Page last updated: Wednesday, November 19, 2008
Alcohol may protect women from type II diabetes
Moderate alcohol consumption may prevent the development of type II diabetes in post-menopausal women and control blood sugar in those with type II diabetes. A team led by Dr Michael Davies and Dr Philip Taylor from the USDA’s Beltsville Human Nutrition Research Centre, Maryland, investigated the hypoglycaemic effects of alcohol in post-menopausal women (JAMA 2002;287:2559). . Increased prevalence of insulin resistance is associated with post-menopausal women and leads to hyperinsulinaemia (high concentrations of circulating blood glucose) and a greater risk of cardiovascular disease than in the premenopausal state. Moderate alcohol intake has also been shown to be cardioprotective, through a shift in lipid metabolism towards high density lipoproteins.

53 post-menopausal women completed the randomised crossover study, that compared the effects of 0, 15, and 30 grams per day of alcohol on fasting insulin, triglycerides, blood glucose concentrations and insulin sensitivity. 30 grams of ethanol are approximately equivalent to 4 units of alcohol. Eligibility criteria for the study included being aged 50 years or more, of good general health, postmenopausal for at least a year, no personal or family history of alcohol misuse, no use of hormone replacement therapy, and not taking any drugs that would interfere with carbohydrate or lipid metabolism.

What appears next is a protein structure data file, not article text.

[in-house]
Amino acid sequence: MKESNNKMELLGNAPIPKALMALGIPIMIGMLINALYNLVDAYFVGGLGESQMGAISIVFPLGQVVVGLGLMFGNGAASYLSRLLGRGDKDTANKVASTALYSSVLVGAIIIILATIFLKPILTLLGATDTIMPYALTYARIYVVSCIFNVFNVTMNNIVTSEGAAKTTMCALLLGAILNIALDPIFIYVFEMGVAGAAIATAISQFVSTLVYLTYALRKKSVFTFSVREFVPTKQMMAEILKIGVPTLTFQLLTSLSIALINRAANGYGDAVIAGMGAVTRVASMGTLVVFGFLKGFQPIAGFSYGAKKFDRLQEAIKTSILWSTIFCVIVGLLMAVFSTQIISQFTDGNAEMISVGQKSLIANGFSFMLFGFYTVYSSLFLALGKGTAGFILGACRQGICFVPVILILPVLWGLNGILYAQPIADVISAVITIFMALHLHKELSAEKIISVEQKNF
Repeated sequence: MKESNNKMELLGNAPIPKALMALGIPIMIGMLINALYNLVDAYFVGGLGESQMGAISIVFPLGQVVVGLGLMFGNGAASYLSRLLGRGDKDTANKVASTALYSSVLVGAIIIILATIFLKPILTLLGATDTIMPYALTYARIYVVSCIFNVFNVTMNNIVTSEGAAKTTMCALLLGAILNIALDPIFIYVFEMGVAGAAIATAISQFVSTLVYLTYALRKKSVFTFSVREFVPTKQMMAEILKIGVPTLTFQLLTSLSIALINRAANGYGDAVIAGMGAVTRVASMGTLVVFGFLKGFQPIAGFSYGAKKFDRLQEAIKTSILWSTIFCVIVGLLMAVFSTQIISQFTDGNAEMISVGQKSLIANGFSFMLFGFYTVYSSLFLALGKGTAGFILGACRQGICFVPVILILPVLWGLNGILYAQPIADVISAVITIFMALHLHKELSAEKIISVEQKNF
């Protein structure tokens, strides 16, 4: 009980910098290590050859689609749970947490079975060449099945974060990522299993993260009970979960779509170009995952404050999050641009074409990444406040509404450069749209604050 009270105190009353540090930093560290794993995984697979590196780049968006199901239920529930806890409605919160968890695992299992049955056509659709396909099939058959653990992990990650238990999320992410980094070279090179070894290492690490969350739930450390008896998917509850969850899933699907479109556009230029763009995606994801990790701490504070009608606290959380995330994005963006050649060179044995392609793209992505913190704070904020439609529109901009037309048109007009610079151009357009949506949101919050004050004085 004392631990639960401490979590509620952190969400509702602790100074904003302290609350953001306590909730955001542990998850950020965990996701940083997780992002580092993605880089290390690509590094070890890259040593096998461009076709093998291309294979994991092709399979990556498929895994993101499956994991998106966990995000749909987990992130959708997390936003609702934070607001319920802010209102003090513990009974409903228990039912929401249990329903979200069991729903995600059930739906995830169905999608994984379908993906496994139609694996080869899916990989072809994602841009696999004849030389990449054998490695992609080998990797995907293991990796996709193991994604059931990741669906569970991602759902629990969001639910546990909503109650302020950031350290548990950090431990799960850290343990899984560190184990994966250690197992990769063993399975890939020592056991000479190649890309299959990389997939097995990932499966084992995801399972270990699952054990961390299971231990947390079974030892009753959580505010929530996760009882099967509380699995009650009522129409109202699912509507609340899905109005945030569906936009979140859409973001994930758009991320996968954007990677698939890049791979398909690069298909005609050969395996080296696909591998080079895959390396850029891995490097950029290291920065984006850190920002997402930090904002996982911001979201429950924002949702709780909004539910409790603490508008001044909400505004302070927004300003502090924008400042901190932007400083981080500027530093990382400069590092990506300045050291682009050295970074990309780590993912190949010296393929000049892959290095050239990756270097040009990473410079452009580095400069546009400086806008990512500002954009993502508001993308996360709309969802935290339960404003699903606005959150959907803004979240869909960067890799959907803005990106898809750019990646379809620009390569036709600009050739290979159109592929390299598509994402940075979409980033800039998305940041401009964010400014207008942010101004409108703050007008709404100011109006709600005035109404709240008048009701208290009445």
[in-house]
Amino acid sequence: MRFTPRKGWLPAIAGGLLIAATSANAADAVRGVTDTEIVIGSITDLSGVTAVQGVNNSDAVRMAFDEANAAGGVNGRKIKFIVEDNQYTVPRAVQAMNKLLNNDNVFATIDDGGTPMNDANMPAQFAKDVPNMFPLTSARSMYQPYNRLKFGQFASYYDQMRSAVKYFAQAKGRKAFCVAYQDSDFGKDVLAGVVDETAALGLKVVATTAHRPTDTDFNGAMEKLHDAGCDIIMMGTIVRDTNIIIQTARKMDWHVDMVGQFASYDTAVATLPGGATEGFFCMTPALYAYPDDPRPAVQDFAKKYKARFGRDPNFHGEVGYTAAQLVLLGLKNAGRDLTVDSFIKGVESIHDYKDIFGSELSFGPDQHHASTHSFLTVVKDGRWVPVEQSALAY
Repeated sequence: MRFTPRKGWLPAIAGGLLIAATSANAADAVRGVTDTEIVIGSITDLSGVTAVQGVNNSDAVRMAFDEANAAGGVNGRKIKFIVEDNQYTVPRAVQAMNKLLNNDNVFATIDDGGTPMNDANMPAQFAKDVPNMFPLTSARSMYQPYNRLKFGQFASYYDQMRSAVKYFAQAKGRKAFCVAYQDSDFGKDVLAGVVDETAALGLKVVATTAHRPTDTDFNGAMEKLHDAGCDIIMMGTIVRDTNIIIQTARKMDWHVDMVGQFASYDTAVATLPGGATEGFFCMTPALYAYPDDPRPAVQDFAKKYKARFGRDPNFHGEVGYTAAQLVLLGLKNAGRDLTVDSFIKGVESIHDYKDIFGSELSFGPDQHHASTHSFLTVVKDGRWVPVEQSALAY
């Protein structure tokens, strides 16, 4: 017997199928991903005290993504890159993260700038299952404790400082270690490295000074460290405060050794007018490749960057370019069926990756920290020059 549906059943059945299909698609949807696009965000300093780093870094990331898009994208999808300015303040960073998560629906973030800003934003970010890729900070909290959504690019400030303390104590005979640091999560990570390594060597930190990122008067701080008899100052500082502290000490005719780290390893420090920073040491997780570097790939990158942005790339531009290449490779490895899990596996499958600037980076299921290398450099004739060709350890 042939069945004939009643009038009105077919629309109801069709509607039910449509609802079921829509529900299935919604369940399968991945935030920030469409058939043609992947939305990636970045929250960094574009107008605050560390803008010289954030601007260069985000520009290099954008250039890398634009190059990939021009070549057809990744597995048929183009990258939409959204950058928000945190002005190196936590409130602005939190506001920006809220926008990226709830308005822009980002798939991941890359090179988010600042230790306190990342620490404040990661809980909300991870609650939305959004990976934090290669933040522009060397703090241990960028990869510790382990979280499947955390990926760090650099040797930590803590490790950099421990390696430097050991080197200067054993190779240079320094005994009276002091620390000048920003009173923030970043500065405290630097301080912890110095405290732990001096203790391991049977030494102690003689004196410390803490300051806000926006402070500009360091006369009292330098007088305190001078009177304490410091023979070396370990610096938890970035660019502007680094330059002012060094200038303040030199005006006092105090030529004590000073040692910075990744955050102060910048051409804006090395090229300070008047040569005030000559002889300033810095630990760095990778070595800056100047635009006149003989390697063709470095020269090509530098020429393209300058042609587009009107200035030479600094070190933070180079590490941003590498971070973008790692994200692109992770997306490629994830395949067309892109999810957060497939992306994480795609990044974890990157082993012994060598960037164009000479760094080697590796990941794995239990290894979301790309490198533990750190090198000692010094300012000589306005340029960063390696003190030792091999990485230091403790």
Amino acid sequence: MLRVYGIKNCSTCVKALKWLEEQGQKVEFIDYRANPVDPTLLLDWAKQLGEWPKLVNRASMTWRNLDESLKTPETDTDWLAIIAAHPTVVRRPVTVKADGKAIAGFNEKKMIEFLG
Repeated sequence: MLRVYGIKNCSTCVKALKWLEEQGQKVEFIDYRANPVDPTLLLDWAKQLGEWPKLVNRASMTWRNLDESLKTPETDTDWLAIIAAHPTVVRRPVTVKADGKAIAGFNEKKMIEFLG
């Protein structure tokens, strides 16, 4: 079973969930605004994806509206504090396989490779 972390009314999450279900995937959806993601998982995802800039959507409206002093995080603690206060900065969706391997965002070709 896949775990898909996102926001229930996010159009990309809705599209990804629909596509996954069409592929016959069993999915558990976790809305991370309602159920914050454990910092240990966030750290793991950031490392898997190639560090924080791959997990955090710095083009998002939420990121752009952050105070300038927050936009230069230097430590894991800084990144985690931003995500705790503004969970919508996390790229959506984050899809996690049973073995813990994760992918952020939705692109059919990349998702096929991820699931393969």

Diet was controlled during the study and alcohol was provided as ethanol in orange juice. Each dietary period was followed by a 2-5 week washout period to eliminate any bias from previous treatment. Menus provided 54% of The results showed that 30 g/d reduced fasting insulin concentrations by 19% and triglyceride concentrations by 10% compared to an intake of 0 g/d ethanol. 15 g/d ethanol only affected the fasting triglyceride concentration, with an 8% reduction compared to 0 g/d ethanol.

However, while the study is interesting it is unclear if all the benefit could be attributed to the addition of alcohol rather than to the reduction in carbohydrate intake. The authors state: "By design total carbohydrate intake was reduced with increasing alcohol intake. Energy from carbohydrates decreased from 53% with 0g/d of alcohol to 42.2% with 30g/d of alcohol."

Moreover, it is unknown whether these results are specific to pure ethanol rather than to commercial drinks and it is unknown if these results could be replicated in diabetic woman on non controlled diets. Alcohol consumption contributes to hypoglycaemia because its metabolism inhibits gluceneogenesis in the liver. This study suggests that it may also have a role in reducing insulin resistance.

Source: JAMA 2002 May 15;287(19):2559-62

no website link
All text and images © 2003 Alcohol In Moderation.